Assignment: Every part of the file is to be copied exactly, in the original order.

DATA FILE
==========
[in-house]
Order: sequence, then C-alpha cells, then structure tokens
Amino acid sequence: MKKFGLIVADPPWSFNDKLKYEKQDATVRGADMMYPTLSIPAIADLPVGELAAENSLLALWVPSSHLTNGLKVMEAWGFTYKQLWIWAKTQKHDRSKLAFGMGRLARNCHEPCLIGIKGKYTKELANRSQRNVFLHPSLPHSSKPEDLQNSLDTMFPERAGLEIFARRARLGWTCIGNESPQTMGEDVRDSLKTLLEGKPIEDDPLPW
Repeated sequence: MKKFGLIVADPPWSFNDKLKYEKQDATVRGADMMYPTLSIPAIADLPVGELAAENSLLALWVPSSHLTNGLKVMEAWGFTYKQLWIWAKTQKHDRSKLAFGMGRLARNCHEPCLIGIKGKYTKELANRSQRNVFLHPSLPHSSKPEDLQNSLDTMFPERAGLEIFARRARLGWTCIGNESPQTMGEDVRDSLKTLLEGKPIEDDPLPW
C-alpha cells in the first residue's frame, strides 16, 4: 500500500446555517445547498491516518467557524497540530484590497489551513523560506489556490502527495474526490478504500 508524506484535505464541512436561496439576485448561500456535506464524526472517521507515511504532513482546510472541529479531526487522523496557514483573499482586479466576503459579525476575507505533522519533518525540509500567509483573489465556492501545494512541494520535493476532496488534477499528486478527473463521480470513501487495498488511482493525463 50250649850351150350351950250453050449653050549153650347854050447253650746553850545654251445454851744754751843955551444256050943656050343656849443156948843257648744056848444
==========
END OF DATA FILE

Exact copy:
[in-house]
Order: sequence, then C-alpha cells, then structure tokens
Amino acid sequence: MKKFGLIVADPPWSFNDKLKYEKQDATVRGADMMYPTLSIPAIADLPVGELAAENSLLALWVPSSHLTNGLKVMEAWGFTYKQLWIWAKTQKHDRSKLAFGMGRLARNCHEPCLIGIKGKYTKELANRSQRNVFLHPSLPHSSKPEDLQNSLDTMFPERAGLEIFARRARLGWTCIGNESPQTMGEDVRDSLKTLLEGKPIEDDPLPW
Repeated sequence: MKKFGLIVADPPWSFNDKLKYEKQDATVRGADMMYPTLSIPAIADLPVGELAAENSLLALWVPSSHLTNGLKVMEAWGFTYKQLWIWAKTQKHDRSKLAFGMGRLARNCHEPCLIGIKGKYTKELANRSQRNVFLHPSLPHSSKPEDLQNSLDTMFPERAGLEIFARRARLGWTCIGNESPQTMGEDVRDSLKTLLEGKPIEDDPLPW
C-alpha cells in the first residue's frame, strides 16, 4: 500500500446555517445547498491516518467557524497540530484590497489551513523560506489556490502527495474526490478504500 508524506484535505464541512436561496439576485448561500456535506464524526472517521507515511504532513482546510472541529479531526487522523496557514483573499482586479466576503459579525476575507505533522519533518525540509500567509483573489465556492501545494512541494520535493476532496488534477499528486478527473463521480470513501487495498488511482493525463 50250649850351150350351950250453050449653050549153650347854050447253650746553850545654251445454851744754751843955551444256050943656050343656849443156948843257648744056848444